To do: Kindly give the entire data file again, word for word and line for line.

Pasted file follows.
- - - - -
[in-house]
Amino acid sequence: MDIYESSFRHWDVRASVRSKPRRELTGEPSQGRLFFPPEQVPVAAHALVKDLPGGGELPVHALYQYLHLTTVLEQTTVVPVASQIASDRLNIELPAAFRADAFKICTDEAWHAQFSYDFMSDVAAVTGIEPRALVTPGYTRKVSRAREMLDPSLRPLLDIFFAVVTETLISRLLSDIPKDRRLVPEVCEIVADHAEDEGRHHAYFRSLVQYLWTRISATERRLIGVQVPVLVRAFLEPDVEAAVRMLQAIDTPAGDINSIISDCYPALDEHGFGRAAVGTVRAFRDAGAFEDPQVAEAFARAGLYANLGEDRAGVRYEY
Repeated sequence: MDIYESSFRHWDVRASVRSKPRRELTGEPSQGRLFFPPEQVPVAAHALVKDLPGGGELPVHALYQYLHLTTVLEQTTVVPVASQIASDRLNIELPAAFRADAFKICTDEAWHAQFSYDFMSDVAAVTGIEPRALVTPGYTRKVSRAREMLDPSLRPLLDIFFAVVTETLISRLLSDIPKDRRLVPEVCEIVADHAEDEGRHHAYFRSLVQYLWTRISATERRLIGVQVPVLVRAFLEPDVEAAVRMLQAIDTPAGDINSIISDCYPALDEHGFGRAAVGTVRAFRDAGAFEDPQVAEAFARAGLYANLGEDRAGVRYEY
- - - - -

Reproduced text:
[in-house]
Amino acid sequence: MDIYESSFRHWDVRASVRSKPRRELTGEPSQGRLFFPPEQVPVAAHALVKDLPGGGELPVHALYQYLHLTTVLEQTTVVPVASQIASDRLNIELPAAFRADAFKICTDEAWHAQFSYDFMSDVAAVTGIEPRALVTPGYTRKVSRAREMLDPSLRPLLDIFFAVVTETLISRLLSDIPKDRRLVPEVCEIVADHAEDEGRHHAYFRSLVQYLWTRISATERRLIGVQVPVLVRAFLEPDVEAAVRMLQAIDTPAGDINSIISDCYPALDEHGFGRAAVGTVRAFRDAGAFEDPQVAEAFARAGLYANLGEDRAGVRYEY
Repeated sequence: MDIYESSFRHWDVRASVRSKPRRELTGEPSQGRLFFPPEQVPVAAHALVKDLPGGGELPVHALYQYLHLTTVLEQTTVVPVASQIASDRLNIELPAAFRADAFKICTDEAWHAQFSYDFMSDVAAVTGIEPRALVTPGYTRKVSRAREMLDPSLRPLLDIFFAVVTETLISRLLSDIPKDRRLVPEVCEIVADHAEDEGRHHAYFRSLVQYLWTRISATERRLIGVQVPVLVRAFLEPDVEAAVRMLQAIDTPAGDINSIISDCYPALDEHGFGRAAVGTVRAFRDAGAFEDPQVAEAFARAGLYANLGEDRAGVRYEY